By Millana Snow


“Let us dig to remind ourselves our roots are ancestral

and there is nothing deeper

than these sacred, dirt-covered hands.” 

-excerpt from “Missing More Than a Word” by Tanaya Winder

My perspective on the wellness industry is, at times, complex.

I had the pleasure of attending Millana Snow’s Integrative Energy Healing training in June. The training was an indescribable experience that revolutionized how I understand energy, my indigenous origins, and my spiritual journey. In this journal entry, I briefly contemplate the wellness industry through my lens of an interracial Native woman and holistic healing enthusiast in modern America. 

I grew up nestled in the plains of South Dakota on the Lake Traverse Reservation.1 My childhood was filled with family, connecting with the land, and Dakota culture. Every day, I heard traditional songs and learned the language at the tribal elementary school I attended. I used to dance in the annual summer powwow, a vibrant multi-day event with music, contests, food and socializing. It remains one of my absolute favorite parts about home – that, and the serenity of the rolling grasses and lakes. I was too young at the time to comprehend many heavy realities of reservation life and the profound resilience of indigenous presence in this country.

When my immediate family moved away from the reservation, I was faced with the common misperception from my peers that we remain stuck in the distant past.

For example: a classmate at one of the top private schools in Missouri asked if I lived in a tipi; I had to explain why the host team’s “Indian” mascot was upsetting at a track meet; and later, in college, I had to interject when another student referred to native culture as “savage” during art history class. Unfortunately, the examples go on and on. I felt like my people and I had been forgotten.

It would be several more years before I decided to grab the reins of my holistic wellbeing, out of both necessity and curiosity.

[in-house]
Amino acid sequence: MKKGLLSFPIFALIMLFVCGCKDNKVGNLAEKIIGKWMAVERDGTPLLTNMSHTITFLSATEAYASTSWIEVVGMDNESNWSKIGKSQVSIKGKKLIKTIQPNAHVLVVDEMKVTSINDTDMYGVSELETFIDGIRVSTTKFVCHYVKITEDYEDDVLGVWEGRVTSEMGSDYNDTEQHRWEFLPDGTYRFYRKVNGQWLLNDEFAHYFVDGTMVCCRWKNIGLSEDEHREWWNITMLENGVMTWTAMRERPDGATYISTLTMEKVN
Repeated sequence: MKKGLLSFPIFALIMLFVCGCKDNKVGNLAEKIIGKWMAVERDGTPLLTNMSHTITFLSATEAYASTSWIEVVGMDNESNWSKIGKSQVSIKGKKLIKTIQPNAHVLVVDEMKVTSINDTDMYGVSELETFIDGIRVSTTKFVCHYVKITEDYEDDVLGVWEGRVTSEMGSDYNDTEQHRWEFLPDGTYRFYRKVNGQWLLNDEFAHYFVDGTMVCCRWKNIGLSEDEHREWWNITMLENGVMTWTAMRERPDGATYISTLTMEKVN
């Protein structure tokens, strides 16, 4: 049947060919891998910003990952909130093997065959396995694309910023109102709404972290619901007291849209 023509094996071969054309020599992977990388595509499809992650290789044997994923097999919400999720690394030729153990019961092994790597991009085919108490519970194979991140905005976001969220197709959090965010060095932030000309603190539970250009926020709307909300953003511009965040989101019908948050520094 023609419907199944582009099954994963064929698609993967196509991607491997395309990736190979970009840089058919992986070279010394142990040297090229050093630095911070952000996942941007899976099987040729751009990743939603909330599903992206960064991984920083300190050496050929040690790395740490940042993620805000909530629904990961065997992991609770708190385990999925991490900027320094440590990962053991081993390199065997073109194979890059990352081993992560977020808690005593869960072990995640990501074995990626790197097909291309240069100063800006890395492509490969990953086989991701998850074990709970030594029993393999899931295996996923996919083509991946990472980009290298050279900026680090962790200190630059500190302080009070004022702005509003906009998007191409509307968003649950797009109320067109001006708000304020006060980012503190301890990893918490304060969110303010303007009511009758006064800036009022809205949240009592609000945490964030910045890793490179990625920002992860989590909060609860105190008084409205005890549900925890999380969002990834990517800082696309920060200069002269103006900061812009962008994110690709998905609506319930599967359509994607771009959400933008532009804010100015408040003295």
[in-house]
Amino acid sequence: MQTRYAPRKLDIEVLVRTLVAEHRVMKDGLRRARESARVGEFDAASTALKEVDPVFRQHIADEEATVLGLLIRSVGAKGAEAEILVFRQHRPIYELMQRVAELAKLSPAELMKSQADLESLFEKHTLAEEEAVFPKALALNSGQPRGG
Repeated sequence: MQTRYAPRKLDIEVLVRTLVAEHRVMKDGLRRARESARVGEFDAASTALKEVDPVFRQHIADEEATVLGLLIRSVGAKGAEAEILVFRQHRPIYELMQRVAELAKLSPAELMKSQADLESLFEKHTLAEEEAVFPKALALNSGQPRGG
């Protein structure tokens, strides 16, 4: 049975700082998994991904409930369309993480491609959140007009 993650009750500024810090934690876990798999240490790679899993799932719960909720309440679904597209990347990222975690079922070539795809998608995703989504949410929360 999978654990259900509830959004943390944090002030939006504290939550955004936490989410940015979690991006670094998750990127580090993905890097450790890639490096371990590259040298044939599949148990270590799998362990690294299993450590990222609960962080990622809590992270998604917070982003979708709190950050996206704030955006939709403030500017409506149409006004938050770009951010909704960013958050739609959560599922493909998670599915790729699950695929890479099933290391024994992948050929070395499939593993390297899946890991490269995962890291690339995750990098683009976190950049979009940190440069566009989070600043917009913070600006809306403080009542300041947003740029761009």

I started out studying New Age spiritual classics such as The Power of Now by Eckhart Tolle and You Can Heal Your Life by Louise Hay. I devoutly listened to wellness podcasts, and started incorporating yoga and meditation into my life. I tried, and loved, energy healing and breathwork. I connected with amazing communities and industry leaders bringing holistic wellness to the mainstream conversation. I experienced my own testimonials of healing and expansion. I began to see: it’s all connected.

As I became more familiar with the wellness and personal development world, I soon came across points of contention between indigenous culture and the collective industry.

One small example: seeing $16 white sage “smudge sticks” at a chain natural foods store. I was actually shocked.2

I noticed more manifestations of indigenous sacred medicines and rituals being literally repackaged and sold to the masses, often without any acknowledgement of, or contribution to, the culture from which they came. This is not only exclusionary, but also a missed opportunity to learn about the lineages of these practices and more respectfully appreciate the powerful gems that they hold. 

It is my belief that we are all tapped into the same Source, The Creator. We are all spiritual beings having a physical experience on Mother Earth at a specific time.

And most importantly: we are each our own best healer. I am grateful to those wellness companies that I believe in, such as Wellness Official, who truly care about diversity and accessibility. 

While native lineages and the evolution of modern wellness converge in sometimes problematic or imperfect ways, I also see hope and room for growth.

Both experiences have changed the course of my life. My culture gives substance and depth to my life, and wellness helps support my mental health and personal flow.

My perspective is not the only one, and there is so much more discussion that needs to be had. I look optimistically towards the emergence of increasingly conscious relationships and novel conversations between ancient and contemporary wellness.

In the meantime, I encourage each of us to explore being as curious about the soil-covered roots as what’s above the surface – in all areas of life.

1 A reservation in simple terms is an area of land set aside by the government for members of federally-recognized tribes to live on. Each has their own tribal entities. There are hundreds of reservations nestled across the country. I would highly recommend researching more about the history and ongoing reality of reservation life.

2 The term “smudge” should not be used by non-Natives. Burning sage is an ancient sacred practice, and white sage is endangered from over-harvesting. I personally do not believe in the commercial nor common use of white sage.

Serena Jackson is a Sissetonwan-Wahpetonwan Dakota Native Educator, Activist and ArtistFor any inquiries, please reach out to her at